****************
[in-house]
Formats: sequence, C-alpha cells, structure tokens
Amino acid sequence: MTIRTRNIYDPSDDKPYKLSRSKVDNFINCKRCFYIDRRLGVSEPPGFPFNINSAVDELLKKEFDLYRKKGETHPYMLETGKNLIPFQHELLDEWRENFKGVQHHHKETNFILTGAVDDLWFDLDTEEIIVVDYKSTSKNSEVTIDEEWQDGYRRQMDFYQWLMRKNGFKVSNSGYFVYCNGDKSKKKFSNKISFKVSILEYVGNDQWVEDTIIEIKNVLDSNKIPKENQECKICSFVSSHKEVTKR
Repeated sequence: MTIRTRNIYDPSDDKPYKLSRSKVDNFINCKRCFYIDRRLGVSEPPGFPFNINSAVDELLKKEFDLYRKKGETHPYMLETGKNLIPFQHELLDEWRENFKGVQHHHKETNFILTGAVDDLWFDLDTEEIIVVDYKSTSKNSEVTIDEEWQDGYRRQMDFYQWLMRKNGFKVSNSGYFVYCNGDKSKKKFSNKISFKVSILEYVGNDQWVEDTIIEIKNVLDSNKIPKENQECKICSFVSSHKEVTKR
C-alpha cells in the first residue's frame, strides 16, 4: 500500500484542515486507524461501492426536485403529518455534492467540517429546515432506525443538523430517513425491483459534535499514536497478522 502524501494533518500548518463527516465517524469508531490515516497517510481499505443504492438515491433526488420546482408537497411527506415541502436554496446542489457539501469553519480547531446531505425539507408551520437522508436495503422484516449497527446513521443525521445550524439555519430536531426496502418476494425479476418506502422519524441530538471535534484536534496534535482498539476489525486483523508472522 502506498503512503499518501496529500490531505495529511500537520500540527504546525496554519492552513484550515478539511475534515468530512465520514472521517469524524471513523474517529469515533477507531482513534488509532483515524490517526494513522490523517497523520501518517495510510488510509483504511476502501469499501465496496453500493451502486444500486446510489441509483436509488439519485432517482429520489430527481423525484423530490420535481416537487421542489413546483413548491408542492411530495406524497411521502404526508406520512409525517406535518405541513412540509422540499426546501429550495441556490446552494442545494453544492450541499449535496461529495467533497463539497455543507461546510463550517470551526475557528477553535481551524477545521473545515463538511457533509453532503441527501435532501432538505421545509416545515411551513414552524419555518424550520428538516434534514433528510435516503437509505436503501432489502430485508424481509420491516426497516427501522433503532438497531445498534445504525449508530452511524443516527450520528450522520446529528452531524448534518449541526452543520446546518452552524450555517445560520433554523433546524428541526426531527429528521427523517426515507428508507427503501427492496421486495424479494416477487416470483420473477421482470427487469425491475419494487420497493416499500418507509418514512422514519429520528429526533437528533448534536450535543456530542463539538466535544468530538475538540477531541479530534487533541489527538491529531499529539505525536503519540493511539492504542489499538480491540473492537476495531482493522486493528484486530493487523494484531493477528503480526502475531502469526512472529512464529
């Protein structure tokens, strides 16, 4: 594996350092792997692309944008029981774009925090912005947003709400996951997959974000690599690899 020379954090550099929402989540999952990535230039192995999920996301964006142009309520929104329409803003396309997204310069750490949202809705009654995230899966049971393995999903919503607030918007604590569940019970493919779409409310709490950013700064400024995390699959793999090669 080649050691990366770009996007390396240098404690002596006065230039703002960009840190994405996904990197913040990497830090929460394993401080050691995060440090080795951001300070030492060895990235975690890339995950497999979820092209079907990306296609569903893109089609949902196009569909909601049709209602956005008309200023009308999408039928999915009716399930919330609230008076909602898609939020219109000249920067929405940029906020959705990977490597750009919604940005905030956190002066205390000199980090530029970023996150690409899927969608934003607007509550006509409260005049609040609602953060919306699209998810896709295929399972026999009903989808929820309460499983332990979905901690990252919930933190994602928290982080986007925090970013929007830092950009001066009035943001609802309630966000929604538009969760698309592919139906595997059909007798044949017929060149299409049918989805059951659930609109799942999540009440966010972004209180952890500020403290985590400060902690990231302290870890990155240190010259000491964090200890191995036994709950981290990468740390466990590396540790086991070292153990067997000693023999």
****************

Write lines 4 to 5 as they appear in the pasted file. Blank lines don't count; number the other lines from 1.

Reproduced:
Repeated sequence: MTIRTRNIYDPSDDKPYKLSRSKVDNFINCKRCFYIDRRLGVSEPPGFPFNINSAVDELLKKEFDLYRKKGETHPYMLETGKNLIPFQHELLDEWRENFKGVQHHHKETNFILTGAVDDLWFDLDTEEIIVVDYKSTSKNSEVTIDEEWQDGYRRQMDFYQWLMRKNGFKVSNSGYFVYCNGDKSKKKFSNKISFKVSILEYVGNDQWVEDTIIEIKNVLDSNKIPKENQECKICSFVSSHKEVTKR
C-alpha cells in the first residue's frame, strides 16, 4: 500500500484542515486507524461501492426536485403529518455534492467540517429546515432506525443538523430517513425491483459534535499514536497478522 502524501494533518500548518463527516465517524469508531490515516497517510481499505443504492438515491433526488420546482408537497411527506415541502436554496446542489457539501469553519480547531446531505425539507408551520437522508436495503422484516449497527446513521443525521445550524439555519430536531426496502418476494425479476418506502422519524441530538471535534484536534496534535482498539476489525486483523508472522 502506498503512503499518501496529500490531505495529511500537520500540527504546525496554519492552513484550515478539511475534515468530512465520514472521517469524524471513523474517529469515533477507531482513534488509532483515524490517526494513522490523517497523520501518517495510510488510509483504511476502501469499501465496496453500493451502486444500486446510489441509483436509488439519485432517482429520489430527481423525484423530490420535481416537487421542489413546483413548491408542492411530495406524497411521502404526508406520512409525517406535518405541513412540509422540499426546501429550495441556490446552494442545494453544492450541499449535496461529495467533497463539497455543507461546510463550517470551526475557528477553535481551524477545521473545515463538511457533509453532503441527501435532501432538505421545509416545515411551513414552524419555518424550520428538516434534514433528510435516503437509505436503501432489502430485508424481509420491516426497516427501522433503532438497531445498534445504525449508530452511524443516527450520528450522520446529528452531524448534518449541526452543520446546518452552524450555517445560520433554523433546524428541526426531527429528521427523517426515507428508507427503501427492496421486495424479494416477487416470483420473477421482470427487469425491475419494487420497493416499500418507509418514512422514519429520528429526533437528533448534536450535543456530542463539538466535544468530538475538540477531541479530534487533541489527538491529531499529539505525536503519540493511539492504542489499538480491540473492537476495531482493522486493528484486530493487523494484531493477528503480526502475531502469526512472529512464529